MU Sophomore Haley Coward spent her summer working at the Central Missouri Humane Society, witnessing first-had how stressful it could be for animals, watching a multitude of cats and dogs come through the doors, seeing them from the time they were dropped off as strays or relinquished to when they were adopted into new homes. What stood out most to her during her time there, though, was watching animals who were timid and anxious go to foster homes and return outgoing and sweet. Coward said this transformation was what convinced her to start fostering.
Agreeing to foster through the Central Missouri Humane Society meant Coward takes any pets that need extra care into her home. Associate Director Michelle Casey said these can include pets who have certain illnesses or behavioral issues that need to be resolved before they can be adopted as well as animals that are just generally stressed from the confines of shelter life.
“When they go into foster care... it gives [pets] a good chance to get into a home environment,” Casey said. “That way, we can evaluate them in the homes and we make proper suggestions for a new home and gauge how they are as far as things like, ‘are they potty trained?’ and things we may not know about them.”
Coward’s first fosters were two kittens named Mia and Milo who were too young to be adopted. Coward wound up adopting them after four months of fostering, since they tested positive for feline leukemia virus, making them more difficult to find homes for. However, Coward enjoyed her fostering experience and is planning on doing it again next year when she can move somewhere that allows more pets than her current three.
“Honestly, it’s a good experience,” Coward said. “The way my parents kind of thought of it was I’m trying to apply to vet school, so they’re like, ‘that’s something to show that you’re well rounded.’”
Second-year MU veterinary student Kelli Montgomery has been fostering pets for six months. She enjoys fostering because of how much she learns through hands-on work with the animals.
“I haven’t heard a single person regret [fostering],” Montgomery said. “And the staff at [Central Missouri Humane Society] is really good at helping you if you have any problems. They really make sure the animals fit with the foster homes and it’s something where it’s a mutually beneficial situation.”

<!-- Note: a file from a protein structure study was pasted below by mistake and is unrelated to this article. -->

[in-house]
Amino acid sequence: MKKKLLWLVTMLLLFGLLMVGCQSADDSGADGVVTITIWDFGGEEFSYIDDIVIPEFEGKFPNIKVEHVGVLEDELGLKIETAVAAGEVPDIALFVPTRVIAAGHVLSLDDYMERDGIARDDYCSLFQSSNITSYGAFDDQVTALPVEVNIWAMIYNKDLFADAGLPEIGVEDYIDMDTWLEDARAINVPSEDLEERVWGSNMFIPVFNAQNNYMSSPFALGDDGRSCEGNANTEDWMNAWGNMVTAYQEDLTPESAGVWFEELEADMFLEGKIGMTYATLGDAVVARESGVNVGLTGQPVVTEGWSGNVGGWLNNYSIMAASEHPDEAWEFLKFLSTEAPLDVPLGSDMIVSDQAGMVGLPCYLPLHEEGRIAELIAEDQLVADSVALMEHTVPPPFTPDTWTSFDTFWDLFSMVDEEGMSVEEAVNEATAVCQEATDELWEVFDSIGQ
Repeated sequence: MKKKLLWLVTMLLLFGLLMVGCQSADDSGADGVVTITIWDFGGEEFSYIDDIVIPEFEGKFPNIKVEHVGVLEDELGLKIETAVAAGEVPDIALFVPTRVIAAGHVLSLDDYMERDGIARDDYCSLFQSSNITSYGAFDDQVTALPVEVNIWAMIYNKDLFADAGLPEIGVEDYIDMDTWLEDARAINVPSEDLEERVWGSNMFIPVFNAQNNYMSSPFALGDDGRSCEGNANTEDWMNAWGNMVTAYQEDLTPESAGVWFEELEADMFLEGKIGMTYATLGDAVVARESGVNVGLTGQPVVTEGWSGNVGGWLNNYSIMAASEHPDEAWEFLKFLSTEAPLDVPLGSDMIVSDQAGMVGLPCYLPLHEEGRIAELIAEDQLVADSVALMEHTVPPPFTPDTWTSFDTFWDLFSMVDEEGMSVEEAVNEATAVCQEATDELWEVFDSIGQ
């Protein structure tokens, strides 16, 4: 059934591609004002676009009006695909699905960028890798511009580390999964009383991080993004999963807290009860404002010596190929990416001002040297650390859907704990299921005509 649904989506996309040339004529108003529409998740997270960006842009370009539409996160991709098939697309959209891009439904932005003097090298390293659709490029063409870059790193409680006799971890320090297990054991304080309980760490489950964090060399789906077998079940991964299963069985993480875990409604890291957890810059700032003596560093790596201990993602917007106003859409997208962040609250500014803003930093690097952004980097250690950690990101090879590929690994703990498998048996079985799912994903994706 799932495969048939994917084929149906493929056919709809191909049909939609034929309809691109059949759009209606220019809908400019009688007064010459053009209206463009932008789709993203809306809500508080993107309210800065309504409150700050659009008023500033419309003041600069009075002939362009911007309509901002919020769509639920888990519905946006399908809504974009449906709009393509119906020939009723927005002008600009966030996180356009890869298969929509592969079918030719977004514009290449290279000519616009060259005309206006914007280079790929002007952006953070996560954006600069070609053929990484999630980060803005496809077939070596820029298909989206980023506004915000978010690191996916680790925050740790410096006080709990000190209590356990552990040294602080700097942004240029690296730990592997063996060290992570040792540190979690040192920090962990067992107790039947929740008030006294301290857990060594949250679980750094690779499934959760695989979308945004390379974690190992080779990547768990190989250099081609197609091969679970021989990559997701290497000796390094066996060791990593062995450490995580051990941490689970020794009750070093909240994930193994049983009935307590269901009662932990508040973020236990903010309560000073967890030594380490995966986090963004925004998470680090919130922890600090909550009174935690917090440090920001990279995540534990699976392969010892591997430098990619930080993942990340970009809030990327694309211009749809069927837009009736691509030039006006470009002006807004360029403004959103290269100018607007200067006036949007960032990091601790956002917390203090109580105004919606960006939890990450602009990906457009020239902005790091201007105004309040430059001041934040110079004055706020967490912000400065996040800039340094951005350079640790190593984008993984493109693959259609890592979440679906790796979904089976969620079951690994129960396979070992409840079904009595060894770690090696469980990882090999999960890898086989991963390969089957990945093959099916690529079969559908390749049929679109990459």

Casey sees a lot of students who come into the shelter looking to foster in order to fill the void left by moving away from their family pets. The pets are temporary and the shelter takes care of all costs, making fostering a good option for students who want new animals but can not afford to take care of them, whether financially or commitment-wise, Montgomery said. Although the Central Missouri Humane Society does what they can to provide for the animals there, the extra love and care that comes from fostering can be a huge deal for these pets, particularly those who become stressed or anxious from shelter life. Casey said this is what makes the act of fostering so important.
“I have seen animals go from completely shut down and even acting aggressively to the sweetest things in the world as soon as they walk out of this door,” Casey said. “So you really are providing something that’s unmatched when you’re taking them into your home and providing that love and support. You’re really just changing lives for the better.”
Students interested in becoming fosters can go to Central Missouri Humane Society’s website, cmhspets.org, for applications and more information.
Edited by Alexandra Sharp | email@example.com